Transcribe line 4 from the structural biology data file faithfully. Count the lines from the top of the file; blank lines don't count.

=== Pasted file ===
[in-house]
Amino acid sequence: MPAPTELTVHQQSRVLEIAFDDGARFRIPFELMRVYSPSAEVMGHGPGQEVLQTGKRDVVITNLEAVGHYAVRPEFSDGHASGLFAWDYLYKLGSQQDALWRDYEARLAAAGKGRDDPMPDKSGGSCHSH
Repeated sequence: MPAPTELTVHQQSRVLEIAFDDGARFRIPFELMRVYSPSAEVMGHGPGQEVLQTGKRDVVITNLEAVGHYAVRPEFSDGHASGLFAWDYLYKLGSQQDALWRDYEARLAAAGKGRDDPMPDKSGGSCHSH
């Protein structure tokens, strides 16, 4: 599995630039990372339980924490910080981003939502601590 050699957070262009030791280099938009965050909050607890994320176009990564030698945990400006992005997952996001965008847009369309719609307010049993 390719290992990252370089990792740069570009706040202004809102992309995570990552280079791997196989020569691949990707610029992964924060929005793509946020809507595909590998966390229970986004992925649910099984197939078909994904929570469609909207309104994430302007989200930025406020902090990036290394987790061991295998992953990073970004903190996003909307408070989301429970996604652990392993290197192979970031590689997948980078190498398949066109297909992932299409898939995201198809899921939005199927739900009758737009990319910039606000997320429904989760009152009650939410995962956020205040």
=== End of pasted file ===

């Protein structure tokens, strides 16, 4: 599995630039990372339980924490910080981003939502601590 050699957070262009030791280099938009965050909050607890994320176009990564030698945990400006992005997952996001965008847009369309719609307010049993 390719290992990252370089990792740069570009706040202004809102992309995570990552280079791997196989020569691949990707610029992964924060929005793509946020809507595909590998966390229970986004992925649910099984197939078909994904929570469609909207309104994430302007989200930025406020902090990036290394987790061991295998992953990073970004903190996003909307408070989301429970996604652990392993290197192979970031590689997948980078190498398949066109297909992932299409898939995201198809899921939005199927739900009758737009990319910039606000997320429904989760009152009650939410995962956020205040």